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How the Federal Reserve Could Wreck the U.S. Economy

Federal Reserve
Image: Creative Commons.

Something is very much amiss at the Federal Reserve.

The Federal Reserve acknowledges that this year the U.S. economy is set to have its strongest economic recovery in the past forty years as a result of massive budget stimulus. Yet it takes no action to reduce the risk of economic overheating. Similarly, the Fed recognizes that its ultra-easy monetary policy could be contributing to asset price bubbles. Yet it takes no action to mitigate the risk that the eventual bursting of those bubbles will cause financial market instability.

For the Fed’s seeming cognitive dissonance, the country will pay dearly next year in terms of poor economic performance as it did after the earlier bursting of the 2008 housing and credit market bubble.

Shortly after President Biden announced his $1.9 trillion budget stimulus, the Fed significantly raised its economic forecast. Yet surprisingly, the Fed stuck to its forecast that it would not raise interest rates until 2024. Since then, Fed Chairman has gone further by repeatedly stating that the Fed was not even thinking about thinking about raising interest rates.

Equally surprising is the Fed’s silence about Mr. Biden’s new highly expansive budget programs at a time that the economy is already recovering strongly and that it is already slated to receive this year a peace-time record of 13 percent of GDP in budget stimulus. In particular, one has to be struck by the Fed’s deafening silence following the recent announcement of Mr. Biden’s American Jobs Plan and his American Families Plan. Never mind that both of these programs are poorly funded and both of these programs come with staggering price tags of close to $ 2 trillion.

To its credit, the Fed is now starting to sound the alarm about the unhealthy financial market risks that are building in the economy. In particular, in its recently released Financial Stability Report, the Fed is now drawing attention to rising equity and housing market prices, risky investor behavior, and excessive hedge fund leverage. It is a warning in the clearest of terms that a significant drop off in asset prices could ripple through the financial system.

However, despite its recent warnings, the Fed appears to be doing nothing to mitigate the financial market risks that it now recognizes. On the contrary, it continues to keep its interest rates at close to their zero bound and it continues to buy each month $120 billion in US Treasury bonds and mortgage-backed securities. It does so even though its ultra-low interests and its bond-buying activities are feeding today’s speculative market excesses.

William Chesney McMartin famously observed that the job of the Fed was to remove the punchbowl just as the party was warming up. Evidently, Jerome Powell’s Fed does not subscribe to this view. At a time that the US economy risks overheating as a result of excessive budget stimulus, the Fed keeps interest rates at record low levels. Similarly, at a time that the Fed recognizes that excessive froth is developing in the financial markets, it continues to expand its balance sheet at a very rapid pace, which only adds to that froth.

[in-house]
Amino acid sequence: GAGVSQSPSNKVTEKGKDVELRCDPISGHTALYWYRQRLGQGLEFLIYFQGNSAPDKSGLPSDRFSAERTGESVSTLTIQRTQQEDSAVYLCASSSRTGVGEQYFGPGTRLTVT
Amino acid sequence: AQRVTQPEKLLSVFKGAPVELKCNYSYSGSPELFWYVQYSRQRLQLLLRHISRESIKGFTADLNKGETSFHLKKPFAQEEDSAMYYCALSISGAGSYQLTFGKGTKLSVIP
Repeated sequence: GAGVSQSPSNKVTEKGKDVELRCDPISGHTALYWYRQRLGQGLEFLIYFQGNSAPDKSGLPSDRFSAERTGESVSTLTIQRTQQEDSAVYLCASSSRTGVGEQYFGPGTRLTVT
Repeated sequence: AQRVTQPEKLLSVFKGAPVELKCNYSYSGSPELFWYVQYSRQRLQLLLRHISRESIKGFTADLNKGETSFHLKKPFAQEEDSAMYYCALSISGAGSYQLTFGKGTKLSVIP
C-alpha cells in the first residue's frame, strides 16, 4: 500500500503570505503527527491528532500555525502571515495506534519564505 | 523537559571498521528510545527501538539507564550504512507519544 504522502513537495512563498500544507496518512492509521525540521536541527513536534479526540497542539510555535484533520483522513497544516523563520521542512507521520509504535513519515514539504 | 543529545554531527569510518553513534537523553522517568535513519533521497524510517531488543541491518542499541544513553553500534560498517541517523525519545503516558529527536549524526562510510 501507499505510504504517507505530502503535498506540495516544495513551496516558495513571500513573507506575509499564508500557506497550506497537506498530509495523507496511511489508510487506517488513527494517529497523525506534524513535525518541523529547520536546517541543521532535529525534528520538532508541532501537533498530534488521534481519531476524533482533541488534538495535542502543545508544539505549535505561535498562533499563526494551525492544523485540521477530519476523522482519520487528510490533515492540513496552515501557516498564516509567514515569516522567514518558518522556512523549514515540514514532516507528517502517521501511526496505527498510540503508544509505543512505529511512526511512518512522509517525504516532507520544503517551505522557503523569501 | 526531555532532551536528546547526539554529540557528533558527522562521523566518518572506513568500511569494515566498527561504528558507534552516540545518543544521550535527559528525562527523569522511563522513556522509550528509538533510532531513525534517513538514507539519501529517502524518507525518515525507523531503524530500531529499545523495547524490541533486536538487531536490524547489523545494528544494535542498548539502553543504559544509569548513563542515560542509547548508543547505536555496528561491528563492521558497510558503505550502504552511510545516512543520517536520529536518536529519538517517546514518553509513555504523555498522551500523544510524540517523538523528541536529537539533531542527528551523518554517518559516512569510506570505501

History will not judge the Fed kindly when the current financial market bubble bursts. By having been slow to take preventative action now to avoid economic overheating, the Fed will be seen to have fallen behind the inflation curve.  It will also have been seen to have set up the conditions for an even larger increase in interest rates than otherwise would have been the case when the economy begins to overheat.

More damming yet, future historians will ask what if anything did the Fed learn from the highly disruptive bursting in 2008 of the housing and credit market bubble?

If the Fed recognized that the equity and housing markets were now excessively frothy and in the grips of speculative fever, what was it thinking when it further contributed to that froth by its ultra-low interest rate policy and by its aggressive bond-buying program?

Desmond Lachman is a resident fellow at the American Enterprise Institute. He was formerly a deputy director in the International Monetary Fund’s Policy Development and Review Department and the chief emerging market economic strategist at Salomon Smith Barney

Written By

Desmond Lachman joined AEI after serving as a managing director and chief emerging market economic strategist at Salomon Smith Barney. He previously served as deputy director in the International Monetary Fund’s (IMF) Policy Development and Review Department and was active in staff formulation of IMF policies. Mr. Lachman has written extensively on the global economic crisis, the U.S. housing market bust, the U.S. dollar, and the strains in the euro area. At AEI, Mr. Lachman is focused on the global macroeconomy, global currency issues, and multilateral lending agencies.